The Doris Duke Conservation Scholars Program at Northern Arizona University ( DDCSP@NAU ) works to grow leaders for a conservation field that is functional, relevant, and just by embracing diversity, honoring different voices and perspectives, and changing the conservation field’s norms and culture to influence and expand how conservation is practiced.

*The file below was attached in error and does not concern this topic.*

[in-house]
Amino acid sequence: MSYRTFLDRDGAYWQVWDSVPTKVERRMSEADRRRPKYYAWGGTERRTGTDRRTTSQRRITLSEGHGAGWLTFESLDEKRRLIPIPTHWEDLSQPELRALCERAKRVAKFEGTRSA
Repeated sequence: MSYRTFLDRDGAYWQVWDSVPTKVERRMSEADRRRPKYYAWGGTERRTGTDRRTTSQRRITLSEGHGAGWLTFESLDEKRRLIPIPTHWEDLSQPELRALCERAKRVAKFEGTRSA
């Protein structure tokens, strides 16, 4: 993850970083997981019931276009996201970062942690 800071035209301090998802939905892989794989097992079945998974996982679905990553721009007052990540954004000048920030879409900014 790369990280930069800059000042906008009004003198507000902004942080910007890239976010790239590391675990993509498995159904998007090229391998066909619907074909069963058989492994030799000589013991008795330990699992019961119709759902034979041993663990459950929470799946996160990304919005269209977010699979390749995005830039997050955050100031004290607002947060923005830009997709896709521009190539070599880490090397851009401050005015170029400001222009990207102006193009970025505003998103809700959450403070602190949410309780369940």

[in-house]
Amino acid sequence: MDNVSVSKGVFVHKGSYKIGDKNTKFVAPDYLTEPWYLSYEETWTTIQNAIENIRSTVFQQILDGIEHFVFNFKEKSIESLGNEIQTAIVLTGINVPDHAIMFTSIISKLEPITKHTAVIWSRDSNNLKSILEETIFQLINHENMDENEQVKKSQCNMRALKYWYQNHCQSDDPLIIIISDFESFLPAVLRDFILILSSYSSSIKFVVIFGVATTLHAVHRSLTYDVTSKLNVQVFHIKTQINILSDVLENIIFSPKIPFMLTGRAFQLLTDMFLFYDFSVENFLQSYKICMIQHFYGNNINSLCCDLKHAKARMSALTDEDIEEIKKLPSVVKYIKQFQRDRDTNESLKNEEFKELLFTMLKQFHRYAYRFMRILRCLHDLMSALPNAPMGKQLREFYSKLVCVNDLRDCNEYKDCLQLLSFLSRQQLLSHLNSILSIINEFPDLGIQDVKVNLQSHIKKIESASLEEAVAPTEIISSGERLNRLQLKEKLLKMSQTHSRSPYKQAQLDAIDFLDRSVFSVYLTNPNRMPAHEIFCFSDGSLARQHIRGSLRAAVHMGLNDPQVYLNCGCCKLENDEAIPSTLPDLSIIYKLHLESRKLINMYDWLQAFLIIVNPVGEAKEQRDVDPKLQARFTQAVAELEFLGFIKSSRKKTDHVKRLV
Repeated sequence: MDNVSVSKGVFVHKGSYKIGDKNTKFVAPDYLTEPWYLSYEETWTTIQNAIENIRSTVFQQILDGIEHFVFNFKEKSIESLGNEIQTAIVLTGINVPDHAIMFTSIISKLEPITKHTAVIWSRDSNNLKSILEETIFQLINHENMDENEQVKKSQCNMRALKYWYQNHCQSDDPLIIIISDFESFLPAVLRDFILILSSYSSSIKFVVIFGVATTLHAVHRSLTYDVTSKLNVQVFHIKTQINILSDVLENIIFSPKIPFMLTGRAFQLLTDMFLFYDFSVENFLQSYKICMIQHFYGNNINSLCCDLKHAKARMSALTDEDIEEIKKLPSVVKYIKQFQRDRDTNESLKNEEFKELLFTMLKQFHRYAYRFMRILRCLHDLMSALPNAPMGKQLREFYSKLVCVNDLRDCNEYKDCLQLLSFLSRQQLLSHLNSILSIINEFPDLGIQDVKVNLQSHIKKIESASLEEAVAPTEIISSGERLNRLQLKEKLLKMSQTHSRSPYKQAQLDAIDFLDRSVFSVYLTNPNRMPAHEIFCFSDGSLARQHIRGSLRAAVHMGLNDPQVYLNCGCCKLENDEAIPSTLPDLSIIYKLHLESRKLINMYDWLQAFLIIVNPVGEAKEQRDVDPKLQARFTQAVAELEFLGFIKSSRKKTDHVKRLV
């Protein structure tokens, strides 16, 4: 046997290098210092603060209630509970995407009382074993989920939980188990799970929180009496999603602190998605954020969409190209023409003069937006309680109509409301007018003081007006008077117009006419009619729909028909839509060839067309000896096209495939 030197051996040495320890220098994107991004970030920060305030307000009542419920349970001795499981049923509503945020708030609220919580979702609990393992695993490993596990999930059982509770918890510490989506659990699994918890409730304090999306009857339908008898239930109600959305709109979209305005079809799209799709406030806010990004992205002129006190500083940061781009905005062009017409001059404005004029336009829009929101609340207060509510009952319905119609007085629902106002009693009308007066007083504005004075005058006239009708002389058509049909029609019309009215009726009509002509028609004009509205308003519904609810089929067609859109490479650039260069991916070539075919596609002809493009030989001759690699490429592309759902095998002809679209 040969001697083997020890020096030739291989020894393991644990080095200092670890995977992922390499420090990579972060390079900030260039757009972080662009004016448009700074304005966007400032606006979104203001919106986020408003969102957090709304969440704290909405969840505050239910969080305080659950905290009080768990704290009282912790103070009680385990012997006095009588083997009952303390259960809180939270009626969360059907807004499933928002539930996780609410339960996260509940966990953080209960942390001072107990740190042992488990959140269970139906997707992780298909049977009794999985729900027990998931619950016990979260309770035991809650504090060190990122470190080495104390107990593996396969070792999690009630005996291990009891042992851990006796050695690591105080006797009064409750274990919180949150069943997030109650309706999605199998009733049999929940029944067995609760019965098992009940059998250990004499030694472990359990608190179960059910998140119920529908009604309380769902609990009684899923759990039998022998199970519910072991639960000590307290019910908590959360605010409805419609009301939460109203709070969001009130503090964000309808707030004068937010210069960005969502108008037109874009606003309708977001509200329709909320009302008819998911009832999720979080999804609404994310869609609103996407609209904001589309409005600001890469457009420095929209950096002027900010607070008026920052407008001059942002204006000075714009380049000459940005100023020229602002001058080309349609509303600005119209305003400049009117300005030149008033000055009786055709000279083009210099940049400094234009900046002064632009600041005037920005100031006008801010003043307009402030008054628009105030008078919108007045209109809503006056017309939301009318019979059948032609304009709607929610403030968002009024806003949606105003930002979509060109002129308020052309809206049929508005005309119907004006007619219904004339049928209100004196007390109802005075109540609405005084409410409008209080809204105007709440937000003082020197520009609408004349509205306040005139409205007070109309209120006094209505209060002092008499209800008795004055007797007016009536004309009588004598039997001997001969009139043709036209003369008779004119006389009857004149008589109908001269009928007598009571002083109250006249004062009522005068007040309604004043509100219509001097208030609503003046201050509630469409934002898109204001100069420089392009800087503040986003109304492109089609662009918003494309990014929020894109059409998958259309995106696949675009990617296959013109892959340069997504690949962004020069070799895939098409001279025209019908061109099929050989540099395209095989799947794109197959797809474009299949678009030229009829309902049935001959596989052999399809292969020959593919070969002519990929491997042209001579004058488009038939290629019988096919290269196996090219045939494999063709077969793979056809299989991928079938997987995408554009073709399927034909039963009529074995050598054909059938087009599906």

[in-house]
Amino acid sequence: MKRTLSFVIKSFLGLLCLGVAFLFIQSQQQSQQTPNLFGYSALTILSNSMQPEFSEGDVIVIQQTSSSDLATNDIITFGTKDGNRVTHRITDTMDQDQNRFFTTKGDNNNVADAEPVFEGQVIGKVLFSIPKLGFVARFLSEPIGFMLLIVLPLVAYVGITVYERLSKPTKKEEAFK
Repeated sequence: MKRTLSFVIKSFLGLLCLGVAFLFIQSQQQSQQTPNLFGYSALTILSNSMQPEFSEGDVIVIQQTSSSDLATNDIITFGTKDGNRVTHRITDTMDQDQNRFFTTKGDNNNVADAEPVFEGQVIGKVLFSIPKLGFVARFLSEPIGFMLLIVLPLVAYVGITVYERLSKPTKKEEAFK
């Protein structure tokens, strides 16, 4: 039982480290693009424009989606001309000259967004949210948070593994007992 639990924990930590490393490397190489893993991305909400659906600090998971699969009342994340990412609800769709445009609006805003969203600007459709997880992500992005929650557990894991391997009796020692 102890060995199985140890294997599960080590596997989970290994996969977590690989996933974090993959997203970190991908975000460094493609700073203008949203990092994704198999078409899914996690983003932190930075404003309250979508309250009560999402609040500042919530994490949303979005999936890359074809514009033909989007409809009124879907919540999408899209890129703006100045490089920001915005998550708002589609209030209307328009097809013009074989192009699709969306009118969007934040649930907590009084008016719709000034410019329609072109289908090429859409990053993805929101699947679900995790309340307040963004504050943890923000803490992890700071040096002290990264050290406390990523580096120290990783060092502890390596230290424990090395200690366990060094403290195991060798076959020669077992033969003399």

On Jan 5, 2017, the Doris Duke Scholars visited the Arizona-Sonora border region to learn about conservation challenges in the region, and the grassroots initiatives being implemented to address them. Borderlands Restoration introduced them to this incredibly beautiful and complexe region - 'one of the most biologically diverse, yet economically depressed regions of the U.S-Mexico borderlands' - and shared its passion for habitat restoration, community engagement, and sustainable development. The scholars toured Deep Dirt Farm Institute to learn about integrating sustainable food systems with habitat and wildlife protection, and visited the border wall located on the property of a local rancher. Throughout the day the students collected video footage that would be later used to create these films. A Navajo production company, Paper Rocket Productions, was enlisted by the DDCSP to conduct a one-day workshop on making a “movie with a message” using the footage collected at Borderlands. The learning objective for this activity was for students to be able to communicate conservation challenges, and the work being done to address them, through their personal lens of identity and experience.
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